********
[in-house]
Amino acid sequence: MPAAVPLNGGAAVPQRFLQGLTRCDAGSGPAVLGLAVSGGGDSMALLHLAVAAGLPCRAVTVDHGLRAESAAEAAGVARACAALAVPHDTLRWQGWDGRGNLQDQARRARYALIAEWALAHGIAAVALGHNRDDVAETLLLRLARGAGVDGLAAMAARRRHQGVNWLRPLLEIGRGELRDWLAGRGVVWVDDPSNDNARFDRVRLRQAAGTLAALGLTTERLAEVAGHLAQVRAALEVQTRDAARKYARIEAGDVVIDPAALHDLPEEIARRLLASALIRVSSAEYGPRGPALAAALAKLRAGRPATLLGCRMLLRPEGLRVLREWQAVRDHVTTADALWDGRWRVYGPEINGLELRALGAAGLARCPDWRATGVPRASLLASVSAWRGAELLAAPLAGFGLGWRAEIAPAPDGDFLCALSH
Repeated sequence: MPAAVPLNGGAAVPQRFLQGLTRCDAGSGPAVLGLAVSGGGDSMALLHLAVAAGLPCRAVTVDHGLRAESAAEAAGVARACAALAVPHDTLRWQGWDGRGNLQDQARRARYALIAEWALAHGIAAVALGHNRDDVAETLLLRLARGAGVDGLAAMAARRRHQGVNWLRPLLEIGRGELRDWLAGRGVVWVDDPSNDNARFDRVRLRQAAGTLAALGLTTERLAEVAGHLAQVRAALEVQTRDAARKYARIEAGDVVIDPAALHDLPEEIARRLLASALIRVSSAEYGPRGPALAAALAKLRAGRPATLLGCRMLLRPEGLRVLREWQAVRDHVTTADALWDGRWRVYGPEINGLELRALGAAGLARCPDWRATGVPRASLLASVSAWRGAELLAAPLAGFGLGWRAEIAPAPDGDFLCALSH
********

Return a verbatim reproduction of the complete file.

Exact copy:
[in-house]
Amino acid sequence: MPAAVPLNGGAAVPQRFLQGLTRCDAGSGPAVLGLAVSGGGDSMALLHLAVAAGLPCRAVTVDHGLRAESAAEAAGVARACAALAVPHDTLRWQGWDGRGNLQDQARRARYALIAEWALAHGIAAVALGHNRDDVAETLLLRLARGAGVDGLAAMAARRRHQGVNWLRPLLEIGRGELRDWLAGRGVVWVDDPSNDNARFDRVRLRQAAGTLAALGLTTERLAEVAGHLAQVRAALEVQTRDAARKYARIEAGDVVIDPAALHDLPEEIARRLLASALIRVSSAEYGPRGPALAAALAKLRAGRPATLLGCRMLLRPEGLRVLREWQAVRDHVTTADALWDGRWRVYGPEINGLELRALGAAGLARCPDWRATGVPRASLLASVSAWRGAELLAAPLAGFGLGWRAEIAPAPDGDFLCALSH
Repeated sequence: MPAAVPLNGGAAVPQRFLQGLTRCDAGSGPAVLGLAVSGGGDSMALLHLAVAAGLPCRAVTVDHGLRAESAAEAAGVARACAALAVPHDTLRWQGWDGRGNLQDQARRARYALIAEWALAHGIAAVALGHNRDDVAETLLLRLARGAGVDGLAAMAARRRHQGVNWLRPLLEIGRGELRDWLAGRGVVWVDDPSNDNARFDRVRLRQAAGTLAALGLTTERLAEVAGHLAQVRAALEVQTRDAARKYARIEAGDVVIDPAALHDLPEEIARRLLASALIRVSSAEYGPRGPALAAALAKLRAGRPATLLGCRMLLRPEGLRVLREWQAVRDHVTTADALWDGRWRVYGPEINGLELRALGAAGLARCPDWRATGVPRASLLASVSAWRGAELLAAPLAGFGLGWRAEIAPAPDGDFLCALSH